Thursday, April 30, 2020

Why People Believe Weird Things Book report

Why People Believe Weird Things

In the novel, Why People Believe Weird Things, author Michael Shermer takes a psychologist's view on why we are so susceptible to accepting strange ideas, and writes about his own personal experiences. It's quite interesting how so many intelligent people find such appeal in superstition and extraordinary claims, and this book debunks and explains the lure. Three chapters I found especially intriguing were “Through the Invisible, Near Death Experiences and the Quest for your Immortality”, “The Unluckiest Colt, Ayn Rand, Objectivism, and the Cult of Personality”, and “In the Beginning, An Evening with Duane T. Gish.”

The author of this book states that a near death experience, or NDE, is “One of the most compelling phenomena in psychology” so of course this chapter intrigued me. As a psychology major myself, I'm always interested in other people‘s viewpoints, and death is a common discussion where viewpoints clash. Shermer explains that the effects of an NDE can be explained through DMT, a drug that is naturally produced when under intense trauma like dying or being born. There are theories out there that say DMT is a window into the next life, and I’m somewhat surprised he doesn’t address these ideas. In addition, he explains we search for immortality as though it doesn’t exist, but yet we can find the concept of everlasting life in our own history books. He talks about how something very small in your life can be perceived as something larger in the future… I find it hard to agree, and see our lives as nothing but future dust. Nonetheless, this author's insight on death and the meaning of life makes this chapter my favorite.

The chapter of the unlikeliest cult is about a particular cult that thrives on objectivism, the philosophy of unadulterated individualism, but yet a cult innately thrives on group thinking. The main flaw of Rand’s philosophy stems from the concept that if you do not believe in her ideas on objectivism you are considered a heretic. It is ironic that later another double standard would be the downfall of the cult. When two separated lovers found love elsewhere, even though it was an affair to begin with, the cult crumbled. The author points out that once a group has decided their standards of what was right and wrong, they separate themselves from reason, and thereby, that is where they no longer tolerate others beliefs. It’s interesting that these courts are so relatable to religion. Ironically, one of the reasons why this cult was so unlikely was because it was based on the fact that people should all be tolerant, and have individual thoughts. Since a cult is dependent on their followers thinking the same and following a leader, this made them an anomaly, making this a chapter well worth reading. However, the true gem of this chapter is at the end when Shermer writes, “In science, knowledge is fluid and certainly fleeting. That is at the heart of its limitations. It is also its greatest strength.” (Pg: 124) Not only is this quote meaningful, but also in exemplifying his ideas, the author ties this book together.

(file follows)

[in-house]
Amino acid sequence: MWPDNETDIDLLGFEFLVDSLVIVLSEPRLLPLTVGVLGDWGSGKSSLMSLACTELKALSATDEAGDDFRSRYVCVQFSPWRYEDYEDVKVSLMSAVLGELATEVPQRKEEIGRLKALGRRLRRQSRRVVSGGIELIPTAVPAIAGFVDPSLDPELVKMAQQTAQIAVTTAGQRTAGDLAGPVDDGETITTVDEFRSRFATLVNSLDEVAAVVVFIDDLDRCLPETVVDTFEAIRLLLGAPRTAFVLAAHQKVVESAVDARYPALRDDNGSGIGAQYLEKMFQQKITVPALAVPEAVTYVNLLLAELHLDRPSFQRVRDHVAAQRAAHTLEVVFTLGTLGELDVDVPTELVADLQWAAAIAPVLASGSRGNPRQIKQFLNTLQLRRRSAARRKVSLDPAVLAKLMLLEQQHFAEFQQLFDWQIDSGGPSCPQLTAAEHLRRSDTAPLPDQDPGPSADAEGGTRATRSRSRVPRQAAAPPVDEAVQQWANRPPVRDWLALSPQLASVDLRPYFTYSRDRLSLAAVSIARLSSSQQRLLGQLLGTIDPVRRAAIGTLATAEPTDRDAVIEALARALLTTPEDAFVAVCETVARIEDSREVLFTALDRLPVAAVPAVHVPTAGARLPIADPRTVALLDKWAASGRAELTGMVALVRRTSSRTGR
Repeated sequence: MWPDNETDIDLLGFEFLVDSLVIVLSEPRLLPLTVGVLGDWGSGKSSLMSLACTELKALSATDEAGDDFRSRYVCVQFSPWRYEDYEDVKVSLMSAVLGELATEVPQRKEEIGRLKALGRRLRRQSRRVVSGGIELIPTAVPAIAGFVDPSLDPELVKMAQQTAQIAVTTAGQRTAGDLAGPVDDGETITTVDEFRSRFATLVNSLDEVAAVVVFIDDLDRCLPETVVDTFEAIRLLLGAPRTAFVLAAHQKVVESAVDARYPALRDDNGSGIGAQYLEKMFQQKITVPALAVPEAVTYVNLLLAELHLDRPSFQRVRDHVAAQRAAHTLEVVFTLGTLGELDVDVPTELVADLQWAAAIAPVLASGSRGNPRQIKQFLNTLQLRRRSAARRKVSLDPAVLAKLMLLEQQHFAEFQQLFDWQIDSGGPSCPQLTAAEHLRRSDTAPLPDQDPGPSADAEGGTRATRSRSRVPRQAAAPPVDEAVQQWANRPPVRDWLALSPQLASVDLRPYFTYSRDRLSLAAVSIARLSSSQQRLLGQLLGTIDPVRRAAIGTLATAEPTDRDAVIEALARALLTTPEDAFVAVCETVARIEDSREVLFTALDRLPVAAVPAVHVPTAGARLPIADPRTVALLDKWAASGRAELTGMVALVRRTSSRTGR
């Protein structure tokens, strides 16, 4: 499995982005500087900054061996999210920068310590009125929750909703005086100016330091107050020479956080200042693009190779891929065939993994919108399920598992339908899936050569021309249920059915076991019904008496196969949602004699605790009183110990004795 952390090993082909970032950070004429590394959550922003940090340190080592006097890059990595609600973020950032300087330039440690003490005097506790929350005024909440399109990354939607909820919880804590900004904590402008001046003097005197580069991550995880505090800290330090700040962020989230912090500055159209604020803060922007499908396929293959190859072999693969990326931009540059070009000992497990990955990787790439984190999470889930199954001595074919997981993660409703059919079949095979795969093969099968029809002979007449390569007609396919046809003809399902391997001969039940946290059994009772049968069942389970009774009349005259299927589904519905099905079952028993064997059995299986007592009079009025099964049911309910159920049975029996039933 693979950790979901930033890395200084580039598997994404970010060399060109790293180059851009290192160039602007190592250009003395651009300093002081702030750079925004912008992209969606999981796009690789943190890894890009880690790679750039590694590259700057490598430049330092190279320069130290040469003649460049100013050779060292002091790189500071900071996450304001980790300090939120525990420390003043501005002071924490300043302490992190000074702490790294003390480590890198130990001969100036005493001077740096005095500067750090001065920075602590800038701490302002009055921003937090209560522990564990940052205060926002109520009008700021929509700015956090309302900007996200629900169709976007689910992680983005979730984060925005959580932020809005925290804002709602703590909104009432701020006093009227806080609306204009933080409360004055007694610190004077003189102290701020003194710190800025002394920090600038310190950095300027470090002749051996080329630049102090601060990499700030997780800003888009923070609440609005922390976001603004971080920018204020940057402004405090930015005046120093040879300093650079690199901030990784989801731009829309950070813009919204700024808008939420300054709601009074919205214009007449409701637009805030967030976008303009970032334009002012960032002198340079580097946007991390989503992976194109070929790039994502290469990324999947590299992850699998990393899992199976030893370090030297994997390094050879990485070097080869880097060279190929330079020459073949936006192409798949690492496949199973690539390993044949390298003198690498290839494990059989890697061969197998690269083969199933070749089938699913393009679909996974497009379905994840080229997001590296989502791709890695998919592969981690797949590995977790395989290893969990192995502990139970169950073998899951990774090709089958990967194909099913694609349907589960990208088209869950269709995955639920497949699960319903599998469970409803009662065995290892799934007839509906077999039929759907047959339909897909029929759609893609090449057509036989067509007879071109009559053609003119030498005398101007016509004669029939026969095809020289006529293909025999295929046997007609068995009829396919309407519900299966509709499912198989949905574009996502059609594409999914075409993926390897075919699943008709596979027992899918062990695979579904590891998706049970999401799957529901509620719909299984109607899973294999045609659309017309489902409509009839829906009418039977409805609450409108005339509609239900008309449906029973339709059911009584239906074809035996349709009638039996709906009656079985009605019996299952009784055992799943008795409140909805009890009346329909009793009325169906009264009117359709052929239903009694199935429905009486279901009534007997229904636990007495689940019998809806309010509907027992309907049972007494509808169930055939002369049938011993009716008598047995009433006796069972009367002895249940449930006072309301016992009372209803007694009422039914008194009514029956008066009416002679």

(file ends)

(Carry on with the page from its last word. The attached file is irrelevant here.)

Intrigued by death, of course I was definitely drawn to the chapter about the beginning of life. That being said, chapter nine is all about creationists, and the debate held between Michael Shermer and Duane T. Gish. While the book’s author, Shermer, made many points, and so did his opponent Gish, unfortunately the debate was lost, for no knowledge was truly gained. Besides the debate, there are many points made in this chapter that are important to acknowledge. One thing Mr. Shermer states multiple times is that he believes science and religion can coexist, and shouldn’t war with one another. It’s hard for him to get this point across however, for people mislabel him as an atheist, and dismiss his thoughts as that of a heretic.

Truly, I enjoyed reading all of the interesting and important topics in this book, but especially the chapters I’ve written about. I think it’s extremely important to discuss the concepts of life and death, therefore creationism and near death experiences are quintessential topics as well. I also picked the Unlikeliest Cult because not only am I fascinated by cults and groupthink, I also enjoy the sheer irony of it. This novel puts rational thought into why people think irrationally, and it’s very respectable how Shermer deals with differing opinions. Every chapter really compels you to think, and consider different information, making this well worth the read.

No comments:

Post a Comment